No indeed Hamilton will not sink into Lake Ontario in the absence of express trains. But connecting three of the largest cities in Ontario (Hamilton, Mississauga and Toronto) within a reasonable amount of time would have a significant effect on the attractiveness of car-free travel in the region. Maybe the reason ridership falls steeply after Oakville is that it takes so long to get to Hamilton that people choose to instead drive or take the GO bus route that exists solely because the train is so slow.
The last time I was at West Harbour station in 2023 about 15 minutes before a train was due, you had a dozen riders waiting for that train that ran hourly. The earliest you could see where an express train could start would be Oakville.

If you were using 3-5 car EMU train set to Hamilton, Burlington would be the express point Doing a hop scotched for stations, Oakville/Mississauga would be the last station until Union unless there was a special event at Exhibition.
 
The last time I was at West Harbour station in 2023 about 15 minutes before a train was due, you had a dozen riders waiting for that train that ran hourly. The earliest you could see where an express train could start would be Oakville.

If you were using 3-5 car EMU train set to Hamilton, Burlington would be the express point Doing a hop scotched for stations, Oakville/Mississauga would be the last station until Union unless there was a special event at Exhibition.
If you ran an hourly train that stopped at West Harbour, Burlington, Oakville, Port Credit, Exhibition, Union, I think it would be well used by anyone that uses those stops. Just look at the time savings that the Niagara train gets with a similar pattern. Getting Hamilton to Union trips closer to an hour will definitely swing more people away from driving and onto the train.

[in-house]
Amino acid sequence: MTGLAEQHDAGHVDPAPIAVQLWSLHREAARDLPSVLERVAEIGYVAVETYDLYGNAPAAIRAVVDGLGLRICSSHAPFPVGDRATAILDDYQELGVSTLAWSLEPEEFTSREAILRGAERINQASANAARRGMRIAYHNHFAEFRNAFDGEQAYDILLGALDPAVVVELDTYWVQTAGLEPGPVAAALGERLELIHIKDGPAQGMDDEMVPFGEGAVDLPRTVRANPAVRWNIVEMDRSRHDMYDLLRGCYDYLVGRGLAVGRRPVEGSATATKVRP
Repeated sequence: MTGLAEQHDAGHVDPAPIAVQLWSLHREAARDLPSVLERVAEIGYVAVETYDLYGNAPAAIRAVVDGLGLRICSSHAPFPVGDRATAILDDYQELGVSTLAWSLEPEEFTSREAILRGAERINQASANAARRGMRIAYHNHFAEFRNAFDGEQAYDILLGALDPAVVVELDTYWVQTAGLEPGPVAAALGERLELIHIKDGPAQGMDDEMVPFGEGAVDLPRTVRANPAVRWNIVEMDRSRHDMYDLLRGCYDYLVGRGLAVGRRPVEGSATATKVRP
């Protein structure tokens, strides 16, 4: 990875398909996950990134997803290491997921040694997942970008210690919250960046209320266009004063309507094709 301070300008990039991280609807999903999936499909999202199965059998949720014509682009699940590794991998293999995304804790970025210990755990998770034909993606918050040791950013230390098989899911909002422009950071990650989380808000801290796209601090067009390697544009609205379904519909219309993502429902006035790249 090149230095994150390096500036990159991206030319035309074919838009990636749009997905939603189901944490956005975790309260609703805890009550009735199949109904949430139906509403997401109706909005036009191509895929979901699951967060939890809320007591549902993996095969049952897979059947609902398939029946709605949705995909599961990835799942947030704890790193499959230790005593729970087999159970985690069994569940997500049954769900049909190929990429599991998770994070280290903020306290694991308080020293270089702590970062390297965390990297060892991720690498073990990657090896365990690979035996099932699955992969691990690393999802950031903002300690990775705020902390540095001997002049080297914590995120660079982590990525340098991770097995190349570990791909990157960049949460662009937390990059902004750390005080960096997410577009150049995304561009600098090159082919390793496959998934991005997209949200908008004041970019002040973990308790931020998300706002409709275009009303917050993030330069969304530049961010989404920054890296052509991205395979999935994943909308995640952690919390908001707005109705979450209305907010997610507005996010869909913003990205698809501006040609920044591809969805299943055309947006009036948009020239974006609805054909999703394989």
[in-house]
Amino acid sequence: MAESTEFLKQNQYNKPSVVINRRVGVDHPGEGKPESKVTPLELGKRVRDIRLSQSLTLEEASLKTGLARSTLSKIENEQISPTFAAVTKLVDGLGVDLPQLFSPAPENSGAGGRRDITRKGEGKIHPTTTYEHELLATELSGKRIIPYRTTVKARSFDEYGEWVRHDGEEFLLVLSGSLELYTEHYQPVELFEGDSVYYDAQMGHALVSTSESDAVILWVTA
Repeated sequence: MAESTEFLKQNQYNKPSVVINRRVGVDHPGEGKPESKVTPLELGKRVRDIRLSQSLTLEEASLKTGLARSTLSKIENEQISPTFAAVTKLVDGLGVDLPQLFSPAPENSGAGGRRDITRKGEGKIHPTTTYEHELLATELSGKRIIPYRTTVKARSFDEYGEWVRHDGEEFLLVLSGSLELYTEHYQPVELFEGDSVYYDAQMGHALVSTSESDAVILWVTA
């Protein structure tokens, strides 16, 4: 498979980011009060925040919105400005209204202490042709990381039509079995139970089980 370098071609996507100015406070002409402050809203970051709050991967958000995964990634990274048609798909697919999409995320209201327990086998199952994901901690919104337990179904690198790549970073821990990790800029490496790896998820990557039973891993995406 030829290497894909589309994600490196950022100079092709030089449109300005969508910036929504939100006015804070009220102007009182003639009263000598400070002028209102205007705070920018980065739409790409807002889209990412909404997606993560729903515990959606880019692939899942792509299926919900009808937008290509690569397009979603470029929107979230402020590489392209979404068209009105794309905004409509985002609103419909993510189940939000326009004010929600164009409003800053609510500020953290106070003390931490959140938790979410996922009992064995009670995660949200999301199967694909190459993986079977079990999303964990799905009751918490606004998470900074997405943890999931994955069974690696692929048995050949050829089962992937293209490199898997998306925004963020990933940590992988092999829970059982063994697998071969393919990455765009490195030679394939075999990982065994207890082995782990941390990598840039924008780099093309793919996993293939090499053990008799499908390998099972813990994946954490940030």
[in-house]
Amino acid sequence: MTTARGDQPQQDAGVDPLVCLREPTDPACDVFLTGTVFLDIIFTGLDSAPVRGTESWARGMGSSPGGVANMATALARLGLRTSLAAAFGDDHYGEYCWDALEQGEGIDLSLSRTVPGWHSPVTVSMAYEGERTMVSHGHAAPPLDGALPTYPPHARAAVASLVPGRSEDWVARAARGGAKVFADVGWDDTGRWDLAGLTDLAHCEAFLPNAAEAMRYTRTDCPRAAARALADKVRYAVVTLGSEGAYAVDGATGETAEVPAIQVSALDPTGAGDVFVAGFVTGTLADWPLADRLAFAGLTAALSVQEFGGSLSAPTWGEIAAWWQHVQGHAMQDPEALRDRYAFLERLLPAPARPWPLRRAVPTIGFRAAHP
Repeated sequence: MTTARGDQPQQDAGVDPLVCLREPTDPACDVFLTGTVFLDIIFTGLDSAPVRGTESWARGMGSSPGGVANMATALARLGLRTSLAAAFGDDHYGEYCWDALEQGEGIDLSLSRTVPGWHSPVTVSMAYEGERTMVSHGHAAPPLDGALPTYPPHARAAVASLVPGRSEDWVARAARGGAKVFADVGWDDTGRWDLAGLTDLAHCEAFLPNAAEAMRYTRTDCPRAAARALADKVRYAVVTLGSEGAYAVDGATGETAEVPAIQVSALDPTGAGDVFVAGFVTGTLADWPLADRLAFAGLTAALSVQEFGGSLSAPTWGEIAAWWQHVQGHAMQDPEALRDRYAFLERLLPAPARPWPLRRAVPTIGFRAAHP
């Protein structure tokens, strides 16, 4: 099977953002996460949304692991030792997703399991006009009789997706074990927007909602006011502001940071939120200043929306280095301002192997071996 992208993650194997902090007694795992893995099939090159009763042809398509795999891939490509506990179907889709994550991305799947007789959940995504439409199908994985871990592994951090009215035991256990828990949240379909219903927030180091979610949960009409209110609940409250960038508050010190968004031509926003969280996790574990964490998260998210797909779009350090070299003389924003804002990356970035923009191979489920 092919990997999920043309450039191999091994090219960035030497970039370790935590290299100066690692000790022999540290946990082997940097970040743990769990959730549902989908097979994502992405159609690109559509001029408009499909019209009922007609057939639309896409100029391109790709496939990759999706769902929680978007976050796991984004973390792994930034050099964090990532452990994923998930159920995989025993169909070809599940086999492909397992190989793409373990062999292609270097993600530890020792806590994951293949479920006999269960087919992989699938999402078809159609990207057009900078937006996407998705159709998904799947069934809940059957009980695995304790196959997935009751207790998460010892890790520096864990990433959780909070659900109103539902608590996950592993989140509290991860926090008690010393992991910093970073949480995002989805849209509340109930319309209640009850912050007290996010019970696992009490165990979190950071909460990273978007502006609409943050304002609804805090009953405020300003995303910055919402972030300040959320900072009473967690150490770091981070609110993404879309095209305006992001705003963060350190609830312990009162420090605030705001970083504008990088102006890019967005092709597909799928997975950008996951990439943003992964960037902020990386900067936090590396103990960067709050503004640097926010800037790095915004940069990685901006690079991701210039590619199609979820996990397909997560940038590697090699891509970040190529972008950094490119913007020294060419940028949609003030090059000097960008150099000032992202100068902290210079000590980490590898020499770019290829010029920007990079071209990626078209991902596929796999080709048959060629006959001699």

No indeed Hamilton will not sink into Lake Ontario in the absence of express trains. But connecting three of the largest cities in Ontario (Hamilton, Mississauga and Toronto) within a reasonable amount of time would have a significant effect on the attractiveness of car-free travel in the region. Maybe the reason ridership falls steeply after Oakville is that it takes so long to get to Hamilton that people choose to instead drive or take the GO bus route that exists solely because the train is so slow.
Completely agree on this. Taking the train to West Harbour from Union is great, except that it takes ~80min because most of the trip is spent accelerating and decelerating due to the relatively close spacing of stations the whole way and use of diesels hauling 12 bi-level cars. The train trip can be 20mins longer than taking the bus at some times of the day/week. An express could shave 15-20mins off the trip. That's a pretty substantial time savings! It would make the train a lot more attractive.

Though I suppose once the track improvements at West Harbour are done the Niagara express trips will stop there.